This discussion ended up being my all-time favourite, and our table had a blast ideating on this theme. We based our concept on what had been discussed previously by the people sat down before us, but we believe we brought the idea to new heights. What we were presented to was a music-making concept where blocks would be put on a grid pattern on the floor to make music. Each row on the grid determined what instrument was being played and they had discussed how to get a high or low pitch and long or short tones, but seemingly not landed on anything. We figured long versus short tones could be made with the number of cubes placed in the x-axis, whereas the pitch would be determined by the number of cubes placed on top of each other. We discussed several methods of adjusting volume, one being pressure plates around the grid for everyone to stand on, another being the proximity of people's hands to the cubes. In the end, we came up with using Hue and Saturation to determine what I think was the volume and what would be similar to how pedals on the piano would work. We discussed whether all cubes could be rubber ducks instead or small aliens with different aliens meaning different volumes. Moreover, we looked at how we could make it more sci-fi, so we came up with the concept of having the blocks you build the music with represent skyscrapers, the grid be the planet and when the music was played a laser would go over the cubes as they were being played. Also, we ideated that a history of that planet could be showcased as an alien invasion destroying the buildings as the song plays on and that we could shoot the cubes up as the song played. When the cubes were fired into the air, a streak of colour could be painted behind its trajectory, making it an art show.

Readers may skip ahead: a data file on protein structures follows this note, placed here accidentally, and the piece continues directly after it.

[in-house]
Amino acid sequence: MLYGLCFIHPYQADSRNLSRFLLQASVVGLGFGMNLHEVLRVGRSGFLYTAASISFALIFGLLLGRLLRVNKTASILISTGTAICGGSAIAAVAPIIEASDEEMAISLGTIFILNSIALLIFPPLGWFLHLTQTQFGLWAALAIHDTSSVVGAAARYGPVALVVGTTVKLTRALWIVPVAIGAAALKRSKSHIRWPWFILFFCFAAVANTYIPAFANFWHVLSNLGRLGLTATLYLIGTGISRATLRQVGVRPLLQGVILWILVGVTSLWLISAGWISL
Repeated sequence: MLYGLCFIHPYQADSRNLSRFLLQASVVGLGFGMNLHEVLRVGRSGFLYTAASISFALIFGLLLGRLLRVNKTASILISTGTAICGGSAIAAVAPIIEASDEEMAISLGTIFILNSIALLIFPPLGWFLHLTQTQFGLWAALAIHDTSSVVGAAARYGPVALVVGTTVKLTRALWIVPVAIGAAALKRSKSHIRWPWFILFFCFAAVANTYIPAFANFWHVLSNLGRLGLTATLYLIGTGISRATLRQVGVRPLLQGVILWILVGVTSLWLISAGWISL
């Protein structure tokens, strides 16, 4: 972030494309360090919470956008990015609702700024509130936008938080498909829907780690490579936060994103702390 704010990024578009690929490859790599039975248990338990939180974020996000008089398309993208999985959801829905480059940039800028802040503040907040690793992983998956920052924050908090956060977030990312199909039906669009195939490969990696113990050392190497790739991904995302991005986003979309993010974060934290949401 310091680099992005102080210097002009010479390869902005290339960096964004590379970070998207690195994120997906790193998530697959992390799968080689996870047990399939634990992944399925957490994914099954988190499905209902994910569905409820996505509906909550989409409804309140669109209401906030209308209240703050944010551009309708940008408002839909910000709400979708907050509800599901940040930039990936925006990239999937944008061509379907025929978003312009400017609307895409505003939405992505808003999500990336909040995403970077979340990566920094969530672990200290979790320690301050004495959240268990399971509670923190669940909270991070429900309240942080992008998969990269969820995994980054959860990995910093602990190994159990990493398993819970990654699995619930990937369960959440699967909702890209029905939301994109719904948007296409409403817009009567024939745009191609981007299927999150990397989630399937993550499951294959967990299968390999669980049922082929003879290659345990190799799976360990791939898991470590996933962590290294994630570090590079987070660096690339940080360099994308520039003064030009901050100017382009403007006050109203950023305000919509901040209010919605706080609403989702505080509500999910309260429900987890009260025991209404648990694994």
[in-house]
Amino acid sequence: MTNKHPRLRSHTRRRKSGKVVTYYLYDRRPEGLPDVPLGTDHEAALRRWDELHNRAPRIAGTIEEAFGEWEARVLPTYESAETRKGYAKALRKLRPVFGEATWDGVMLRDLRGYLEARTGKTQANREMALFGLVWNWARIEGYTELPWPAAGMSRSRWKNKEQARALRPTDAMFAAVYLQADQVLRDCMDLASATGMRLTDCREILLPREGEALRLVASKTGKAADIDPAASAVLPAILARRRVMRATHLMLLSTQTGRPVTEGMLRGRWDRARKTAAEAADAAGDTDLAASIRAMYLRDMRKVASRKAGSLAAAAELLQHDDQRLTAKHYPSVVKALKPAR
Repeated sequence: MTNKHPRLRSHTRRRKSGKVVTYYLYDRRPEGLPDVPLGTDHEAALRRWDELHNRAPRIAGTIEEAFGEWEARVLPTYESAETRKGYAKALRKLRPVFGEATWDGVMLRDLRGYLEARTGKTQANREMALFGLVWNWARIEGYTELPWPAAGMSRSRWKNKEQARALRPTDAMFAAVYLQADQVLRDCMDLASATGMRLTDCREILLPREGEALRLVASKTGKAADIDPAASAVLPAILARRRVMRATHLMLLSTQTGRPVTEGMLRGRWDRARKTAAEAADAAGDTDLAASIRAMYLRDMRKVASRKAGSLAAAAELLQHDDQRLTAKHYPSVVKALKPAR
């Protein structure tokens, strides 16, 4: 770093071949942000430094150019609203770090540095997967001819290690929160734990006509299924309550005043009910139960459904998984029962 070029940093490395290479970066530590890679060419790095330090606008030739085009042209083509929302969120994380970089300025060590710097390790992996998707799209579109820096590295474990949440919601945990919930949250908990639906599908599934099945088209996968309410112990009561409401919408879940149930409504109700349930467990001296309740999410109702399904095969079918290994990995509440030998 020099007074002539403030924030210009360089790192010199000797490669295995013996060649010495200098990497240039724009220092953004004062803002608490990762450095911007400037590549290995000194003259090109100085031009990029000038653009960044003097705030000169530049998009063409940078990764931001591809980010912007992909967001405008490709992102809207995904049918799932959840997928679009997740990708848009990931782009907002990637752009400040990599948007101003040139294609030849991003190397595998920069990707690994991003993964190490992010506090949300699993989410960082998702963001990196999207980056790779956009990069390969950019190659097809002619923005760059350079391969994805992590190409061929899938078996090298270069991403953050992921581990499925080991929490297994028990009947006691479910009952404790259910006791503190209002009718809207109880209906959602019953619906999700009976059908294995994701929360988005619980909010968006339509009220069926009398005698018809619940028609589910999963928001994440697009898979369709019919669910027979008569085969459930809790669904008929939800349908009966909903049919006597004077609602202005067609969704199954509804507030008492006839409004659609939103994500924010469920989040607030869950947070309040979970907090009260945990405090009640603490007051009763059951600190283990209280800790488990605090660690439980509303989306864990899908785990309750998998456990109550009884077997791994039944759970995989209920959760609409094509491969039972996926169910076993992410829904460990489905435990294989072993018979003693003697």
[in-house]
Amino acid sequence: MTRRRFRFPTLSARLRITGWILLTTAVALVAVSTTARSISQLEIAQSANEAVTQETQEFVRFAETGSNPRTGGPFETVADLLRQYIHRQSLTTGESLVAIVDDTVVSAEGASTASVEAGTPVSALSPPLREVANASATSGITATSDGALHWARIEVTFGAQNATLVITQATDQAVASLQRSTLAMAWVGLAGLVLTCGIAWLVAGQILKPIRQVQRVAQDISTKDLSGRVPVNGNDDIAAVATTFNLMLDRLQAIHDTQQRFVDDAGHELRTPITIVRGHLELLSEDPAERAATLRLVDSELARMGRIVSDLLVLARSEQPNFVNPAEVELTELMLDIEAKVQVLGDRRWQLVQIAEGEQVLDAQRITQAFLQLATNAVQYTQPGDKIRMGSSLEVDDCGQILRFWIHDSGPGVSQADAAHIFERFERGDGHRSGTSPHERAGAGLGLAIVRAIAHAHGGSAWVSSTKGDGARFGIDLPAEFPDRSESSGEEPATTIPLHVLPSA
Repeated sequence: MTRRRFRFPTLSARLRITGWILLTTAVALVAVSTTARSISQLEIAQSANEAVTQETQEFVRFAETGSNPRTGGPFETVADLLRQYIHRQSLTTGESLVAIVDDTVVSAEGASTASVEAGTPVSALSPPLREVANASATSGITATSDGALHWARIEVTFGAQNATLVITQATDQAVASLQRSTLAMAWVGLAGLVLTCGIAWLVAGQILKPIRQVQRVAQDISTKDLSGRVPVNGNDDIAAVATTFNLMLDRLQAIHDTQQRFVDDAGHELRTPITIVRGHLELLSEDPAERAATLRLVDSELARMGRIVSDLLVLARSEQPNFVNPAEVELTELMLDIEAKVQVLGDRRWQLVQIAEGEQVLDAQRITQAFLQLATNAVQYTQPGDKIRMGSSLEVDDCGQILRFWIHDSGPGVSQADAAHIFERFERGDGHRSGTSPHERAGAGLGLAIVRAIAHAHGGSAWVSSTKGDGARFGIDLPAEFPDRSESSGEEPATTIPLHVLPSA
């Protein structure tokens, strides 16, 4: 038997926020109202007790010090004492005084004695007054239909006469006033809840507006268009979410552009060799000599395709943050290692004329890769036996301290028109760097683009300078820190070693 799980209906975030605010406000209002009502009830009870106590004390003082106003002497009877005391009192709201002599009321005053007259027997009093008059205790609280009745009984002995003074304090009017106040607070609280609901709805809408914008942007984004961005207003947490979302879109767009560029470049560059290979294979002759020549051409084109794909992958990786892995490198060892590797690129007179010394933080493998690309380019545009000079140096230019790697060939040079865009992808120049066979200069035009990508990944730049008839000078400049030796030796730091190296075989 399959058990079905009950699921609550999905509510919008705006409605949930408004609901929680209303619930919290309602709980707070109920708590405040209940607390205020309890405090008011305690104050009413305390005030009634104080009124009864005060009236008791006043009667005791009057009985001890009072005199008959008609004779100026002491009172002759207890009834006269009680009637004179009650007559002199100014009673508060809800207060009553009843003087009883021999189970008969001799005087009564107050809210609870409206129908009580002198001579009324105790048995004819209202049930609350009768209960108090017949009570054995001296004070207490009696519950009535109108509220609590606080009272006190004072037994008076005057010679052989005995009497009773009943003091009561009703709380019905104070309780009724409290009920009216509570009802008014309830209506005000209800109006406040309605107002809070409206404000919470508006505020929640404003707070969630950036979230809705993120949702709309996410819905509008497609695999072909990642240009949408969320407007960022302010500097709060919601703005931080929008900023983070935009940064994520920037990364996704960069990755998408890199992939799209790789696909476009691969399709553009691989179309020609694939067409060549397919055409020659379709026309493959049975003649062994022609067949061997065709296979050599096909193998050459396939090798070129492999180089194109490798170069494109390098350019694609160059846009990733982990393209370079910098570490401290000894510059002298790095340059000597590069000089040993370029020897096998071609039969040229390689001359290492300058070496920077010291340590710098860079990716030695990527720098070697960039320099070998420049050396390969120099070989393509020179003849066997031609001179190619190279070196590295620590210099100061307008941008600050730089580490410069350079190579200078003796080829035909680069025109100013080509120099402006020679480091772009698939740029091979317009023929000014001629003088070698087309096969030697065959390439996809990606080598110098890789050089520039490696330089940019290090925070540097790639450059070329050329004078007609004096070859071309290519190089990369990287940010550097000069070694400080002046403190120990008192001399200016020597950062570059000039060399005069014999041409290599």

Beautify the Self
This was also one of the tables that had fallen way behind in terms of idea generation.
We started to ideate off a jacket that could sense emotion and looked into how we could build on this. Some of the concepts that emerged were a jacket that would straighten up and give you a better posture when your posture was bad, or your mood was down. Other ideas involved a fabric that changes colour or text based on your mood and the mood of people in your vicinity with the same jacket and a jacket that would thank people as they were being friendly or gave you compliments. At this stage, we had reached the last round of the world cafe. Therefore we had to look at how it could be made feasible. We figured that reading emotions could be done through bend sensors for posture, heartbeat, AI analysis of language and body temperature amongst other methods.
I also partook on the guided movement and digital sensations made physical tables. However, as I forgot to take photos of the butcher's papers, what our discussion revolved around on these tables elude me.